• Spirit Family Reunion - No Separation.   So, for the longest time I couldn't find an actual album from Spirit Family Reunion, but they do now have some available for purchase.   They are in love with the Woody Guthrie folk/country sound and are possibly the most energetic band I've ever seen.    The band is from Brooklyn, but they sound like they are playing on the Plains in the 1930s (but at an energy level that would likely hold up in court as probable cause to search their touring van for cocaine).   Check out "Alright Prayer", "I Am Following the Sound", "Leave Your Troubles at the Gate", and ... well, this one's too good not to show the whole video (the drummer is worth the price of admission alone) — "100 Greenback Dollar Bills":

  • Also notable from 2012:  Bob Dylan - TempestLionel Richie - TuskegeePropaganda - Excellent

Other Media

Well, I watched some films that came out this year, but some of the most influential ones I saw this year were made sometime before.   Also, anything that isn't a book or a song goes in this section.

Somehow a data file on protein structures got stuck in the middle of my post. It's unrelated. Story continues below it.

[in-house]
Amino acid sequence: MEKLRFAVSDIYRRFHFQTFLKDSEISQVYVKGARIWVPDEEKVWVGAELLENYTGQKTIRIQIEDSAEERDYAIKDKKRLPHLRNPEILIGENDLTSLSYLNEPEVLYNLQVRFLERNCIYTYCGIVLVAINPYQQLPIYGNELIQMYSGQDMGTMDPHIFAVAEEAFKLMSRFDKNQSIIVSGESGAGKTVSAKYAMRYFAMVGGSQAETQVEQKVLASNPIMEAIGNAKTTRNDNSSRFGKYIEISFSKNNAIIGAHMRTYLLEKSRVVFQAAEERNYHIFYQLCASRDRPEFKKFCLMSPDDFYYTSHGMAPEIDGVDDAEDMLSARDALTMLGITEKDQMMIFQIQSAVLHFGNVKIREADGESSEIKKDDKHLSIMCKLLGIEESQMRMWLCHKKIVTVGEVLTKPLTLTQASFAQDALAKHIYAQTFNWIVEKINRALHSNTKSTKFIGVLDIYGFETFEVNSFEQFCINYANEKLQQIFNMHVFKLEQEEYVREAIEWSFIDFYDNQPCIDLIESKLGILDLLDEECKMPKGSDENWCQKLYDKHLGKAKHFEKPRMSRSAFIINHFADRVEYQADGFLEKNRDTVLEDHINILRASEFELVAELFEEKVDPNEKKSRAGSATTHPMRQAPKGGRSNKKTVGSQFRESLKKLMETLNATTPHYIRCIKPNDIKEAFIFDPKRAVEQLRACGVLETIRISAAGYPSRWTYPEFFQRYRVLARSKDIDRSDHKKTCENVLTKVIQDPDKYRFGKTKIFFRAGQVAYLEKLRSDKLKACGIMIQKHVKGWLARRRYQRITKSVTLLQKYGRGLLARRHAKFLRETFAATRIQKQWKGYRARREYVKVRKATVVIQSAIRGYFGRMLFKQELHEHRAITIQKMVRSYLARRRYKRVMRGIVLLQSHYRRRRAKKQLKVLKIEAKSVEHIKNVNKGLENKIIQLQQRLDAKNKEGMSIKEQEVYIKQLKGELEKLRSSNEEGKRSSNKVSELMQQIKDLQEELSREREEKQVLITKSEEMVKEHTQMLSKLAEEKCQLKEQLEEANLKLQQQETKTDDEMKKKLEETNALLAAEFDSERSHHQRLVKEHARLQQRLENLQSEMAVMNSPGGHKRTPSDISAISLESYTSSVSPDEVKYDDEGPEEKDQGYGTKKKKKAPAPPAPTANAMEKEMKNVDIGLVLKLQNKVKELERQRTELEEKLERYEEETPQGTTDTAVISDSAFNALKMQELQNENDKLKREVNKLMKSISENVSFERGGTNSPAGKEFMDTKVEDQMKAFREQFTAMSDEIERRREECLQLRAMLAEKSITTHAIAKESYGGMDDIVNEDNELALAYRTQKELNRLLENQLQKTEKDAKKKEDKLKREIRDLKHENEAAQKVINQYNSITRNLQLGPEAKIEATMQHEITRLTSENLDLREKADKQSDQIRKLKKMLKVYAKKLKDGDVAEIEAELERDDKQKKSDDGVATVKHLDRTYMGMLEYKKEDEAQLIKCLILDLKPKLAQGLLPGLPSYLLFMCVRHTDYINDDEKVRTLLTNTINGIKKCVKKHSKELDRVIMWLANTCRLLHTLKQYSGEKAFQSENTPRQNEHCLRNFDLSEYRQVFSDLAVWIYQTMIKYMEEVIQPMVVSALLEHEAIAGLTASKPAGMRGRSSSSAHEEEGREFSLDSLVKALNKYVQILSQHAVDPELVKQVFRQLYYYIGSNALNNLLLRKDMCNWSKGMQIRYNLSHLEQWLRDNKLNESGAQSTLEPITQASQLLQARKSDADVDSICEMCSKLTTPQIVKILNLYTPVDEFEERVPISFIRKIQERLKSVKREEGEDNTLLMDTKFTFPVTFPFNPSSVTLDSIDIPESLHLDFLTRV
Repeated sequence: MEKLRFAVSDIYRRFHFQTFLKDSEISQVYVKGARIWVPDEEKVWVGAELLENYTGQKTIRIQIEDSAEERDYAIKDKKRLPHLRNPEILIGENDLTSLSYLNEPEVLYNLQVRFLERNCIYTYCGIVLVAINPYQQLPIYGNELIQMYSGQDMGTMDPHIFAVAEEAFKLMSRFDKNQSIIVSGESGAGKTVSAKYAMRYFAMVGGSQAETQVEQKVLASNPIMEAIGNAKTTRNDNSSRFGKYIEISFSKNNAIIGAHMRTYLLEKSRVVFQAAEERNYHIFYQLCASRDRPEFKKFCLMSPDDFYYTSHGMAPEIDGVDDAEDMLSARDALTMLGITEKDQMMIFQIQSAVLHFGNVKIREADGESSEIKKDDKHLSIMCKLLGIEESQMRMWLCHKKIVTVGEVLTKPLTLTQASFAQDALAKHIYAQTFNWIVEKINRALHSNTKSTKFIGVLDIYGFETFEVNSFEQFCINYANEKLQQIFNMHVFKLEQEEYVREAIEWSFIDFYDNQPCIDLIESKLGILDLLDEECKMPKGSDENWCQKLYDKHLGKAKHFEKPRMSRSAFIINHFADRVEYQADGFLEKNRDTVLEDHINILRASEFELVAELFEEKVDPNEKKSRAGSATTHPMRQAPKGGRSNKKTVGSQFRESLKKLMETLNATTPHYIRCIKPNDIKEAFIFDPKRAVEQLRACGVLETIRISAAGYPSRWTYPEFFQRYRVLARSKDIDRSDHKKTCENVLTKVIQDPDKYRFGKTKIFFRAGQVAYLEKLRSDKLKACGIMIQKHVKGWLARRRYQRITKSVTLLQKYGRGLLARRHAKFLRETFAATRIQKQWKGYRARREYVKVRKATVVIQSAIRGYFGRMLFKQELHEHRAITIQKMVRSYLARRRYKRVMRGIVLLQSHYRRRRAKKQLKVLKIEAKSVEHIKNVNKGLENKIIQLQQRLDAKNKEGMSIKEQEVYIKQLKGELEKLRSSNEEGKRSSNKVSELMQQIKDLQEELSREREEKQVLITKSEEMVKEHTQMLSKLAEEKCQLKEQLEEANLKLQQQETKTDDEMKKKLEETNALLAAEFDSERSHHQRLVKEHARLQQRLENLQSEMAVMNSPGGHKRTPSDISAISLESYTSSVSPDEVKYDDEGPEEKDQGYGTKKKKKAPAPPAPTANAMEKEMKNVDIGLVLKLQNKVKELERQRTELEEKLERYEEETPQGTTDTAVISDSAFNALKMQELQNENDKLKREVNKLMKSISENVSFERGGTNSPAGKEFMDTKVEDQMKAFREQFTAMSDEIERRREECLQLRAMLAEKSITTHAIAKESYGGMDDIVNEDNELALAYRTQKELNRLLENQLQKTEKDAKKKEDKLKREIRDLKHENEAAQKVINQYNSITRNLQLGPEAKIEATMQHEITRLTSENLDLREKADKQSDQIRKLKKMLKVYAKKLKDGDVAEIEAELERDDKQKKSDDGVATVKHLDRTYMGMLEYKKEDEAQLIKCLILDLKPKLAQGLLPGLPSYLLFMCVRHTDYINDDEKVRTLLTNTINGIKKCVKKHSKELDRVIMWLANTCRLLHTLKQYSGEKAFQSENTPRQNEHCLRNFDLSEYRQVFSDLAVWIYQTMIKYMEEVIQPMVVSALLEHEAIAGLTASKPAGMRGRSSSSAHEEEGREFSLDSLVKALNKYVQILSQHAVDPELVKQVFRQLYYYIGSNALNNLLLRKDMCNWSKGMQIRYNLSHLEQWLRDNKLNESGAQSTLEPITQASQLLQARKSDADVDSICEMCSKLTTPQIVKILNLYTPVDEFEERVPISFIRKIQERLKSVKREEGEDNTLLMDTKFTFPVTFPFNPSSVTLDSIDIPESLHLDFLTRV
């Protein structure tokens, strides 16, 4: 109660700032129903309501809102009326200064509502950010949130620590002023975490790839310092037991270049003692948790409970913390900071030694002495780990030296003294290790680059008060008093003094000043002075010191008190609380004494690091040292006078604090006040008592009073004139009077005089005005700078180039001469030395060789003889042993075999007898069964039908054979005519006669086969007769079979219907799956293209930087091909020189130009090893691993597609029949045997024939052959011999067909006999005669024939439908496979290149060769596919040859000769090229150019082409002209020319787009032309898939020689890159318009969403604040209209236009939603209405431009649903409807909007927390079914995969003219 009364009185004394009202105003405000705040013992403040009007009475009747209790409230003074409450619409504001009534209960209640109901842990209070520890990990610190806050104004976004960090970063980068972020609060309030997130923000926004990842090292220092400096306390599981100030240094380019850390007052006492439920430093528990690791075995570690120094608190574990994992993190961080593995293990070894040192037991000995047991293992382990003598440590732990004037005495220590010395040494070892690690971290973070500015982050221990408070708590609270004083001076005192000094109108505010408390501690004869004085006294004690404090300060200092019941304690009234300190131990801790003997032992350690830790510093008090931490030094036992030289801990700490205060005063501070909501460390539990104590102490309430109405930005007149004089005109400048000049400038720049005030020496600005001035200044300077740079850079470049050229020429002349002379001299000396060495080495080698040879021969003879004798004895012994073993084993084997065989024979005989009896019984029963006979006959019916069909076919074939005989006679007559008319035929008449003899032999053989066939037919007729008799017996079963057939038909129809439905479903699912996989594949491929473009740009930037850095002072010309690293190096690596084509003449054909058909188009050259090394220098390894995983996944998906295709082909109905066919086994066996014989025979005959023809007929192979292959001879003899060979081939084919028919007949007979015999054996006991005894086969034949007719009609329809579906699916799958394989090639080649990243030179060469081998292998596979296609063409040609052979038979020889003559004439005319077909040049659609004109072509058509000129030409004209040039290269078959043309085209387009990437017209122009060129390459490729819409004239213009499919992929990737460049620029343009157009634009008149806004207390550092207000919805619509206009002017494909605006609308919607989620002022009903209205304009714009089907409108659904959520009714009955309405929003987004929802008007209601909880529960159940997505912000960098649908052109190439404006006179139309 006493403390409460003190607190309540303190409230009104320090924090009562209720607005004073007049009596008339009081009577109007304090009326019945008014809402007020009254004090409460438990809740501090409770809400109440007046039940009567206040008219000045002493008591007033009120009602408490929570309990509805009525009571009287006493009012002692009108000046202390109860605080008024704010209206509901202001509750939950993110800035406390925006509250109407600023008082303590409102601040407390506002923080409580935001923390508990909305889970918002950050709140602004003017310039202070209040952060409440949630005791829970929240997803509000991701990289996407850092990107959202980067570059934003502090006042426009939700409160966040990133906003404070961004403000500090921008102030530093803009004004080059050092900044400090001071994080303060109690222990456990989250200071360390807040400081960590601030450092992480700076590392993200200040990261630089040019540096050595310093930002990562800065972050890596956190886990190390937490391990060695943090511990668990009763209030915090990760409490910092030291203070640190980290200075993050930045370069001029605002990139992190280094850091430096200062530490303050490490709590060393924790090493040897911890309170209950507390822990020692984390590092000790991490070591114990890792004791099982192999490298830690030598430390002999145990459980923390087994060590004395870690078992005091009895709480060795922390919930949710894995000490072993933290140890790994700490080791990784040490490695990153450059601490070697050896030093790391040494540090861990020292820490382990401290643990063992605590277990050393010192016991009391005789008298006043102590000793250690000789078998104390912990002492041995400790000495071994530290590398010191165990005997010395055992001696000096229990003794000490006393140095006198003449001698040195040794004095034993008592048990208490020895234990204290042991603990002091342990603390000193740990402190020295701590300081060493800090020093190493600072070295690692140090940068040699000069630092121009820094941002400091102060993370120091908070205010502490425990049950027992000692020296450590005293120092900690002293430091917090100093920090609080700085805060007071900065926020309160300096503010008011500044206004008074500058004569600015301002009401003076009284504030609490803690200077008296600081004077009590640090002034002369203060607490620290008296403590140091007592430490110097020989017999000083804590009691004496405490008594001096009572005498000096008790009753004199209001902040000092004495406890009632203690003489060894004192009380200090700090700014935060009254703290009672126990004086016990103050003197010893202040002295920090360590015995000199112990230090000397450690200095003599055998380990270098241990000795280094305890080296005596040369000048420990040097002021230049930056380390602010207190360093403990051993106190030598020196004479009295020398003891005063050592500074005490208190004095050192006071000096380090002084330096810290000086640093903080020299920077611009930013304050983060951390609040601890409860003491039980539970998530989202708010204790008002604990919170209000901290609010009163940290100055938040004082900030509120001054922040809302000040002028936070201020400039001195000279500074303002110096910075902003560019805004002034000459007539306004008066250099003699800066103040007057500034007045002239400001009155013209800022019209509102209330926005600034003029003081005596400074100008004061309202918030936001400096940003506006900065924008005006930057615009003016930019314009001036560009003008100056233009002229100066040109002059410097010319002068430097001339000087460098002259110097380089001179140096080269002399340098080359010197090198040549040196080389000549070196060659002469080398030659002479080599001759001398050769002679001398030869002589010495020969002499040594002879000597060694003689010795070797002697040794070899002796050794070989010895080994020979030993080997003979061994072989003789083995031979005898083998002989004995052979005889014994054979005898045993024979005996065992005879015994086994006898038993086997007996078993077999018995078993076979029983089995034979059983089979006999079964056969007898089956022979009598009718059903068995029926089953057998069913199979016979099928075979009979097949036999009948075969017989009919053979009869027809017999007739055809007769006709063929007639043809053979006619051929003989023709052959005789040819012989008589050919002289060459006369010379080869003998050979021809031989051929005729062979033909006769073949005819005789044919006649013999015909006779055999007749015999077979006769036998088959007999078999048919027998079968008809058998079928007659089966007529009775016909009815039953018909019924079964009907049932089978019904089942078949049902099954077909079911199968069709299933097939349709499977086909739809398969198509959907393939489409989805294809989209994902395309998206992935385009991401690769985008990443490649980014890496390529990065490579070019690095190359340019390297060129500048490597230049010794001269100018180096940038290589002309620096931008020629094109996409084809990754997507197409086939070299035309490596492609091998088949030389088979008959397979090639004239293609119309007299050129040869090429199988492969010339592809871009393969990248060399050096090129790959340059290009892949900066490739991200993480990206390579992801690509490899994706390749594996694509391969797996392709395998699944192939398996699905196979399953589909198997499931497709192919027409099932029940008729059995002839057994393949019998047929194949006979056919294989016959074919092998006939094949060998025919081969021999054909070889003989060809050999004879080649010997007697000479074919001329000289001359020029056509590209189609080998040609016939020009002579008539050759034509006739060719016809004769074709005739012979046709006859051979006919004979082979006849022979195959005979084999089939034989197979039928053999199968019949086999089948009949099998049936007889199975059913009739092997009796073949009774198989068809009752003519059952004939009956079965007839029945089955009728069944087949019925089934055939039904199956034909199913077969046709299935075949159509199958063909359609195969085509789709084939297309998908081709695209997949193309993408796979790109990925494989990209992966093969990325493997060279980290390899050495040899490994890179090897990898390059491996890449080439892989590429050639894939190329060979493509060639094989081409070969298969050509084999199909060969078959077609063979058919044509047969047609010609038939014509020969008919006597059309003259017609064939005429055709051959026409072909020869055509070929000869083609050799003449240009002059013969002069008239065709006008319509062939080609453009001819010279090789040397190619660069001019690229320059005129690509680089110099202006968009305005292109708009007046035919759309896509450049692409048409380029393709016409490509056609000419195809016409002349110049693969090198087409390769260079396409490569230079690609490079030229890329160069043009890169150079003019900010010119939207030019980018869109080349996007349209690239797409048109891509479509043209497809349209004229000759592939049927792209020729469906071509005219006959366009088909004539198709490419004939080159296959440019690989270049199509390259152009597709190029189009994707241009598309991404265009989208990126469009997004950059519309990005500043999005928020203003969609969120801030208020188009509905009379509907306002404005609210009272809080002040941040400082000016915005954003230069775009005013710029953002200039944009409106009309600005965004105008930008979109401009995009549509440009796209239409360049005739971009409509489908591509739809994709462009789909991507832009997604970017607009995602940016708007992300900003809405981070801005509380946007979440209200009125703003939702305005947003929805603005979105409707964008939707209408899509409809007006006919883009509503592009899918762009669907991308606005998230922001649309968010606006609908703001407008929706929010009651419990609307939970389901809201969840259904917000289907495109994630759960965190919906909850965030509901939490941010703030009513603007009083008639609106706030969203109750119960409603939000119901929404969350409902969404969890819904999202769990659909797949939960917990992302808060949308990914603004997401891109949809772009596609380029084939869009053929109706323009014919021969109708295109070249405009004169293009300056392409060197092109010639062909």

• Of Gods and Men.    Finally got around to watching this movie in 2012, on a digital copy that almost managed to sync the subtitles with the dialog.   Still great though.   The (true) story of some French monks in Algeria who decided to stay in a little Muslim community (and for the most part die) when the going got rough with Jihadists in that country in the 1990s.  

  • Picnic at Hanging Rock.    Even though I almost always enjoy older movies, I (for some reason) can never convince myself to start watching them.   This one has been sitting on my hard drive for years now, but I finally got around to watching it around Halloween.    It has an aesthetic that I can't compare to anything else.    Without a great deal actually happening, it manages to thoroughly unsettle you just by lingering on certain shots and playing strange music/ambient sounds.  Beautiful and horrifying.